The Marfa Payphone stands outside The Lincoln, a boutique hotel and lodging community in Marfa.

Pay phones are a relic of the past. With the emergence of cellphones, the public phones that let you make a call for a quarter became obsolete starting in the early 2000s. New York City removed their last public pay phones in 2022. But in Marfa, there’s one left standing. Located on Lincoln Street across from the Presidio County Courthouse, the silver box with a yellow receiver comes with a catch: It doesn’t make phone calls. Instead of a dial tone, the receiver plays Taylor Swift’s “Shake it Off,” the lead single from her 1989 album.

The Marfa Payphone, named by its creators, Clark Childers and Adam Walton, stands on the north-facing exterior wall of The Lincoln, a boutique hotel and lodging community that the couple owns in downtown Marfa. Purchased in 2015, the former apartments went through a major renovation until the property was ready for tenants in 2018. It was originally the stable yard for the county in the 1890s and provided housing for almost a century until it was abandoned in 2006.

The creative couple were inspired by the viral Target Marathon. After the fake store with the infamous red bullseye appeared between Alpine and Marathon in 2016 (and later came down in 2020), they wanted to do an art project of their own on a smaller scale.

“We, of course, like all things retro at our property. That’s been our design philosophy, so this worked well in adding to Marfa’s lost-in-time energy,” Walton says.

It also adds to the collection of unconventional public art scattered around the town known for its art scene. While the Marfa Payphone stands on a public sidewalk, it’d be easy to disregard as there is no signage letting people know there’s more than meets the eye.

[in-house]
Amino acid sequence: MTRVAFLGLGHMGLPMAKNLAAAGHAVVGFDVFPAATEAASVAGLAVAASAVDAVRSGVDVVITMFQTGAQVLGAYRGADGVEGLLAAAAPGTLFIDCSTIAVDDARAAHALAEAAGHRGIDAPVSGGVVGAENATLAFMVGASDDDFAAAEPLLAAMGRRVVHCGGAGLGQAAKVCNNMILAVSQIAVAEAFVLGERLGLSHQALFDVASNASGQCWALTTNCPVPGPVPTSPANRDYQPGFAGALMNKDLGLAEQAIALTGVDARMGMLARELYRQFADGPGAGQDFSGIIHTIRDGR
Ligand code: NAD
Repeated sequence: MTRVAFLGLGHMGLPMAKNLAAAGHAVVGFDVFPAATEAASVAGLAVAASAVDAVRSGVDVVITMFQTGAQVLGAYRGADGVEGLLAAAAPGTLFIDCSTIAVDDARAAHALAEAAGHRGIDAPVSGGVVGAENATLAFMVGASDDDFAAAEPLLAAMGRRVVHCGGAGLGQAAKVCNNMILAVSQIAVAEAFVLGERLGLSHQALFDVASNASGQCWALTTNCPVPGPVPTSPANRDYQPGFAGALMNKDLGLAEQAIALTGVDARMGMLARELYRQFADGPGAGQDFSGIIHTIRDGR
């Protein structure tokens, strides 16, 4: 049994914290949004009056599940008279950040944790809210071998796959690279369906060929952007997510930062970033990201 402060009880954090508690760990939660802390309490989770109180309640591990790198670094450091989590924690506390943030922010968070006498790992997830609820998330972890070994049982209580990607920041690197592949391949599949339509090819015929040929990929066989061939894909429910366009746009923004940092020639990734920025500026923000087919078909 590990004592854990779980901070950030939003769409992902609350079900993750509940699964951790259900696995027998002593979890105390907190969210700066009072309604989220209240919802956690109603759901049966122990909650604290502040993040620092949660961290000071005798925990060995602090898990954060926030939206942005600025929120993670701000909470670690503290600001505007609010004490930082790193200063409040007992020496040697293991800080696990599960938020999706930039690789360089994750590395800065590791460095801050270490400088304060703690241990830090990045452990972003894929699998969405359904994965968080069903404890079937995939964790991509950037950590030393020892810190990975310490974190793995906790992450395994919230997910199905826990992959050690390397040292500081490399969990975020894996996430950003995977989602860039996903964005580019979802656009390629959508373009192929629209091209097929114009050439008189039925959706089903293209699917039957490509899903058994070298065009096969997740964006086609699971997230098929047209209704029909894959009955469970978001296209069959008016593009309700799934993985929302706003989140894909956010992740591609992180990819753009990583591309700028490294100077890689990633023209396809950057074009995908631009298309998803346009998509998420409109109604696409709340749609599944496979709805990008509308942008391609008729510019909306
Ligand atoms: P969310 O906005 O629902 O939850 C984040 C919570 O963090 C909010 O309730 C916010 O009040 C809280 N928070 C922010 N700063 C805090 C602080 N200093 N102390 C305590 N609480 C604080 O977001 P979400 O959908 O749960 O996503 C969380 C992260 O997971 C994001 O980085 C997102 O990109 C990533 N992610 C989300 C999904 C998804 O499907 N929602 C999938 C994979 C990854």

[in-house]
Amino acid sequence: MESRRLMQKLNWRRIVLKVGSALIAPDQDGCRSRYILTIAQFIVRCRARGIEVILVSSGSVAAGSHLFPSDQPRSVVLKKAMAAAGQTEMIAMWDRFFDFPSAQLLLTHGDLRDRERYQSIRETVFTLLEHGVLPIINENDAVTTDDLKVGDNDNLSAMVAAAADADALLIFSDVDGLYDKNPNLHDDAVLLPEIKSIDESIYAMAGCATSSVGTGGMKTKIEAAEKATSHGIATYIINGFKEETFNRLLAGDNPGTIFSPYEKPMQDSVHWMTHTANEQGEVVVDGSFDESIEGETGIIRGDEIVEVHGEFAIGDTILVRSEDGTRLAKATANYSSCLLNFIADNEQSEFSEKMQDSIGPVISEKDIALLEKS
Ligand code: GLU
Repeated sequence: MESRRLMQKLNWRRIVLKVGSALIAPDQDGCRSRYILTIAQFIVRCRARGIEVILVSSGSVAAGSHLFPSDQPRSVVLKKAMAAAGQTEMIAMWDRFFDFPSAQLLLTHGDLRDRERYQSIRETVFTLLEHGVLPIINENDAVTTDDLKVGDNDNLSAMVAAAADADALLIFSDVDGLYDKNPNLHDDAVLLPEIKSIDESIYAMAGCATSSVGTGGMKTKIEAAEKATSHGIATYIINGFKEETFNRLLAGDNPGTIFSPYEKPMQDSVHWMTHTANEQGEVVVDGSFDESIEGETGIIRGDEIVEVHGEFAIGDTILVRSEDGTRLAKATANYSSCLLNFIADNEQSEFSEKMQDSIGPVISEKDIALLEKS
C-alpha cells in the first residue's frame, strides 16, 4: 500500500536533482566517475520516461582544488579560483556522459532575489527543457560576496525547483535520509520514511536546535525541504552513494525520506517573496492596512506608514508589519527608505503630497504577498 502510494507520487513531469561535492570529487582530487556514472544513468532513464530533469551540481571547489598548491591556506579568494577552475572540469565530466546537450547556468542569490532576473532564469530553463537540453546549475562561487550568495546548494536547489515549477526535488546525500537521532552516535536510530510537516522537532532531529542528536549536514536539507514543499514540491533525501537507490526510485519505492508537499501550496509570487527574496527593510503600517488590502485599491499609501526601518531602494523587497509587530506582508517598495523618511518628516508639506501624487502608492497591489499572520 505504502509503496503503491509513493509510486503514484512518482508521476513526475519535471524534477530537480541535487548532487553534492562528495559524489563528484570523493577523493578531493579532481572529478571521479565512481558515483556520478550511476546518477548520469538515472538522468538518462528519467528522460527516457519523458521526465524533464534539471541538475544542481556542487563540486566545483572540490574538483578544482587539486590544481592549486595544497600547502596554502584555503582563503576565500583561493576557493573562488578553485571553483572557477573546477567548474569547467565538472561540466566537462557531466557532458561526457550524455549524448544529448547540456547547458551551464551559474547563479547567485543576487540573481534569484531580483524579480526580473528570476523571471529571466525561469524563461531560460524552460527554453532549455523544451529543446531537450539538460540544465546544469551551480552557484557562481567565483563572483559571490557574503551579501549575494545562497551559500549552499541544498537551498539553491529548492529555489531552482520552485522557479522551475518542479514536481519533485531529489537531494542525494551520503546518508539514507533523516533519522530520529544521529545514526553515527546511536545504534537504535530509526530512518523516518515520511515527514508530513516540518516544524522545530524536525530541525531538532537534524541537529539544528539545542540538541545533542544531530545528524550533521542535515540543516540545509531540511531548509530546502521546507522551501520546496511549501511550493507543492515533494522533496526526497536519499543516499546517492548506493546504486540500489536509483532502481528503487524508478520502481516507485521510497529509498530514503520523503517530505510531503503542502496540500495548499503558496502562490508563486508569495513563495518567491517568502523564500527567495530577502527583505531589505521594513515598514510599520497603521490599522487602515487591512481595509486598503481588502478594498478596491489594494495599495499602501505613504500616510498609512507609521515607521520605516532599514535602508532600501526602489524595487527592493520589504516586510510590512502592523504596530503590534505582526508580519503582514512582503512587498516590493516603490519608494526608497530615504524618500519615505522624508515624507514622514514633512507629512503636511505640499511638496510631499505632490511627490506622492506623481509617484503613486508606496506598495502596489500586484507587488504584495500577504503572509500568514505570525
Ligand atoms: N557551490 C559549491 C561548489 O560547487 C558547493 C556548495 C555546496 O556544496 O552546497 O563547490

Childers and Walton received permission to remove the defunct payphone stand outside of Uncle’s convenience store at the town’s lone stoplight on Highland Avenue and San Antonio Street. The actual receiver had since been removed, so Childers ordered the yellow headset for $15 from eBay.

The Lincoln owners Clark Childers and Adam Walton played “Shake It Off” at their wedding. Photo by Sarah Vasquez

Swift’s 1989, released in 2014, was the soundtrack to the construction site at the hotel. “Shake It Off” is not their favorite Swift song (Walton likes “Cardigan” while Childers prefers “Invisible String”), but they played it at their wedding. They asked an Alpine-based band incidentally named The Swifts—no relation to the singer—to perform the track when they renewed their vows at the Lincoln in 2019. It was a quick decision for that to be the tune for the phone.

“We wanted it to be a recognizable song,” Walton says. “We didn’t want to do something highbrow that no one would recognize.”

“And we want it just to be something that makes people smile,” Childers adds.

Bringing it to life was tricky. They wanted the song to play on a continuous loop, but the iPod Shuffle Childers purchased turned off after the song ended. He found an MP3 player that plays on-hold office music for as long as there’s power. Marfa artist Cody Barber powder-coated the red and black phone stand to silver, which gives it such an authentic old-school pay phone look that the couple has had to do some cleaning and maintenance to preserve it from the stickers and graffiti people try to leave behind.

Childers and Walton hope Swift will visit Marfa one day and check out the Marfa Payphone. Lincoln guests and Marfa visitors have tagged the singer in their posts of the installation, but there has been no indication she knows it exists. “We don’t want to be obnoxious about it, but we’d love it to get back to her,” Walton says.

People have asked if they ever plan to change the song. But, Walton adds, another hope is that they could get into the Guinness World Records for the longest continuously running song, at least for that particular song.

“One day we’ll be able to say that we’ve been playing that song straight for 20 years,” Childers says.

The couple occasionally sees people checking out the phone and taking photos with it. They’ve heard parents educate their kids about this artifact, informing them of a time before cellphones. Every now and then, Childers and Walton pick up the phone themselves to make sure it’s still working and to listen in.

“It’s always fun to pick up the receiver and see where she is,” Childers says.

The March 2024 cover of Texas Highways Magazine

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